• Students Who Defend: These are students who actively console the student being bullied and may come to the student's defense either through verbal or physical means when bullying occurs.

Administrators should inform students that they have an important and urgent responsibility to alert appropriate adults when they witness bullying. Every situation and student is different. It is important that all students learn the dangerous outcomes that bullying presents and how they can help prevent it from happening in their everyday life.

Try Not to Label Students: When referring to students involved in bullying, do not categorize students as “bullies” or “victims.” These terms send the message that a student will be identified by these roles. As previously stated, students play multiple roles in different bullying situations over time. Peer pressure and school environment can also contribute to student behavior. Refer to those individuals involved as “the student who bullied,” “the student who was the target of bullying” or “the student who was both bullied and bullied others.”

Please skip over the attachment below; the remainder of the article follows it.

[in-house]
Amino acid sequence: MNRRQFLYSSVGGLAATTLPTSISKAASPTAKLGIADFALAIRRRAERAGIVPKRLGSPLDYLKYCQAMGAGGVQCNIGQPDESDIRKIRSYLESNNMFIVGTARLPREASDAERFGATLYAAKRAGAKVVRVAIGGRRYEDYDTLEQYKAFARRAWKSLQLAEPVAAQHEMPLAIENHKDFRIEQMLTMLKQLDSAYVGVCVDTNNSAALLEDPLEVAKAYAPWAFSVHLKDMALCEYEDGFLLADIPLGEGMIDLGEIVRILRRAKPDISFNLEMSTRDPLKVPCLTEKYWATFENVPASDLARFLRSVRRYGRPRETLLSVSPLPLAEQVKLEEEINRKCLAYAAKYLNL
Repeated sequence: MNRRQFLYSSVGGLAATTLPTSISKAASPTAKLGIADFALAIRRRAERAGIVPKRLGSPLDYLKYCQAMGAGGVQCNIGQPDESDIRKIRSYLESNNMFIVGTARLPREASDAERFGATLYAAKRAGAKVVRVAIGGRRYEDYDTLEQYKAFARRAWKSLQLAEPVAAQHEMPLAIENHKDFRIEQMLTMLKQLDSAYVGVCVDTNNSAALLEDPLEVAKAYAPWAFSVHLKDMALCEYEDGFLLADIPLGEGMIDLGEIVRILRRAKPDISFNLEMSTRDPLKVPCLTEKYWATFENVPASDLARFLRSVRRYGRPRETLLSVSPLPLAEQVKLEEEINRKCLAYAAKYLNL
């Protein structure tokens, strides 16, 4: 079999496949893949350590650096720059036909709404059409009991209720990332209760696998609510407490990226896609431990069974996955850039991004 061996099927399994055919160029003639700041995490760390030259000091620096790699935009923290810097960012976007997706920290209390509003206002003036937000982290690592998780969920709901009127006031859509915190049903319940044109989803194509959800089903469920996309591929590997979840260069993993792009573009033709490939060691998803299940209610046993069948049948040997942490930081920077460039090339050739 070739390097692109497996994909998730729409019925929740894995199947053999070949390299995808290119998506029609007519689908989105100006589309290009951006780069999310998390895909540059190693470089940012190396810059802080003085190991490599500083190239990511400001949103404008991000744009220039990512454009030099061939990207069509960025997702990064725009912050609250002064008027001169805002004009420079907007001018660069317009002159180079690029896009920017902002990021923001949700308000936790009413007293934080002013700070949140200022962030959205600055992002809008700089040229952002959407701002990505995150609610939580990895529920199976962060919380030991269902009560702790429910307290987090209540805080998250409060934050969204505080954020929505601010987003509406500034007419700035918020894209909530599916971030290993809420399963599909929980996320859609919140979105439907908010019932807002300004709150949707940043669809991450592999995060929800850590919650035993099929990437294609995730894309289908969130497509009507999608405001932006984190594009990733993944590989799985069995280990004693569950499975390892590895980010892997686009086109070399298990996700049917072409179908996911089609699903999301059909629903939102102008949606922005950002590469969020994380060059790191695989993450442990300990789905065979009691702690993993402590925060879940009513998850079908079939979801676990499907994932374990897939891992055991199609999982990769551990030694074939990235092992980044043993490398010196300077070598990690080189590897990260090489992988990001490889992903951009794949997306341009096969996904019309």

How Can Cyberbullying Be Prevented?

  • Administrators, trusted adults, and parents can advise students

    • To never share passwords, personal data, or private photos online.

    • To think about what they are doing carefully before posting and by emphasizing that comments cannot be retracted once they are posted.

    • That personal information revealed on social media can be shared with anyone including parents, teachers, administrators, and potential employers. Students should never reveal information that would make them uncomfortable if the world had access to it.

    • To consider how it would feel receiving such comments before making comments about others online.

What Can Be Done about Cyberbullying?

  • Targets should be encouraged to tell parents or a trusted adult. Targets should be encouraged to talk to someone at school such as a counselor, teacher, nurse, coach, or principal. Targets should be assured they do not have to deal with cyberbullying alone.